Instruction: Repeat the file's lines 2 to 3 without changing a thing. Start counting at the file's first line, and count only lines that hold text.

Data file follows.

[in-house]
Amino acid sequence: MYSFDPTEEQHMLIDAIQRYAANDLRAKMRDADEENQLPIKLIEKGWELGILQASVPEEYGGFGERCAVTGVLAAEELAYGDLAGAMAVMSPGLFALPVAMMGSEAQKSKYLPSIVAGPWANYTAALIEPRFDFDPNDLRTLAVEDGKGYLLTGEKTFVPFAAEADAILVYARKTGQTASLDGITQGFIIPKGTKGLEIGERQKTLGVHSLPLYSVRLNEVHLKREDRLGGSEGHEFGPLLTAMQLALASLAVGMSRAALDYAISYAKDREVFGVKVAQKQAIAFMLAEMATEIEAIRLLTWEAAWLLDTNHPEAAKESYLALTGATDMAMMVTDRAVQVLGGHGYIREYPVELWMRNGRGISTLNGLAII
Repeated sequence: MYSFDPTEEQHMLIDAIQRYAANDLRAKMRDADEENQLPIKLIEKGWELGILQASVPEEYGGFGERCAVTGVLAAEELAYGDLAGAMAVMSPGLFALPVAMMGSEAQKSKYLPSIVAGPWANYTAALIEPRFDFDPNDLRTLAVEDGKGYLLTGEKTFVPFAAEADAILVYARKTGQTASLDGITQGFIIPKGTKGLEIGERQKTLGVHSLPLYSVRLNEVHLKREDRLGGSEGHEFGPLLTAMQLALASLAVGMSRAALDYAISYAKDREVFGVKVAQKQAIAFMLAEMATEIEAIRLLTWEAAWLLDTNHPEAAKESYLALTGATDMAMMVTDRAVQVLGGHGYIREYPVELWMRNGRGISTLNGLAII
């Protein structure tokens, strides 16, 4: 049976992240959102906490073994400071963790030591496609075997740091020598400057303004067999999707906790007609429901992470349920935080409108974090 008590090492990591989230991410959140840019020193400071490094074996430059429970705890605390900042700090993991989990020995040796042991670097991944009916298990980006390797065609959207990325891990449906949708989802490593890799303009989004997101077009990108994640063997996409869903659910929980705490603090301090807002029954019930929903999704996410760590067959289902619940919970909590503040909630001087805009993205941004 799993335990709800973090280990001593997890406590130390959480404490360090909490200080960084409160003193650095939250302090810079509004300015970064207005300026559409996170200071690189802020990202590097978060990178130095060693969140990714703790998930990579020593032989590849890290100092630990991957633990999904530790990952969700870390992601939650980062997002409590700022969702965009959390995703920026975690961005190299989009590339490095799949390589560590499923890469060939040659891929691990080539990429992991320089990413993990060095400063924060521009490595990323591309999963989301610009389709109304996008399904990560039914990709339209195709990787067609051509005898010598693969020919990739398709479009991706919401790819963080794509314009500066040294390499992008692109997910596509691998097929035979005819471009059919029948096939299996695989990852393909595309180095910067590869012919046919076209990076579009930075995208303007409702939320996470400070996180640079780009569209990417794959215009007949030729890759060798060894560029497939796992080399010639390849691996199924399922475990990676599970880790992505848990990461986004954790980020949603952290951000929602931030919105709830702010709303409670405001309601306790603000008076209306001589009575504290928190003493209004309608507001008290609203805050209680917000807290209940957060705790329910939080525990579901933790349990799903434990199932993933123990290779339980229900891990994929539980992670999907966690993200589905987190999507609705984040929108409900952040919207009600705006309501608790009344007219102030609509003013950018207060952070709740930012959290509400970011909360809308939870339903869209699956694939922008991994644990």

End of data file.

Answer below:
Amino acid sequence: MYSFDPTEEQHMLIDAIQRYAANDLRAKMRDADEENQLPIKLIEKGWELGILQASVPEEYGGFGERCAVTGVLAAEELAYGDLAGAMAVMSPGLFALPVAMMGSEAQKSKYLPSIVAGPWANYTAALIEPRFDFDPNDLRTLAVEDGKGYLLTGEKTFVPFAAEADAILVYARKTGQTASLDGITQGFIIPKGTKGLEIGERQKTLGVHSLPLYSVRLNEVHLKREDRLGGSEGHEFGPLLTAMQLALASLAVGMSRAALDYAISYAKDREVFGVKVAQKQAIAFMLAEMATEIEAIRLLTWEAAWLLDTNHPEAAKESYLALTGATDMAMMVTDRAVQVLGGHGYIREYPVELWMRNGRGISTLNGLAII
Repeated sequence: MYSFDPTEEQHMLIDAIQRYAANDLRAKMRDADEENQLPIKLIEKGWELGILQASVPEEYGGFGERCAVTGVLAAEELAYGDLAGAMAVMSPGLFALPVAMMGSEAQKSKYLPSIVAGPWANYTAALIEPRFDFDPNDLRTLAVEDGKGYLLTGEKTFVPFAAEADAILVYARKTGQTASLDGITQGFIIPKGTKGLEIGERQKTLGVHSLPLYSVRLNEVHLKREDRLGGSEGHEFGPLLTAMQLALASLAVGMSRAALDYAISYAKDREVFGVKVAQKQAIAFMLAEMATEIEAIRLLTWEAAWLLDTNHPEAAKESYLALTGATDMAMMVTDRAVQVLGGHGYIREYPVELWMRNGRGISTLNGLAII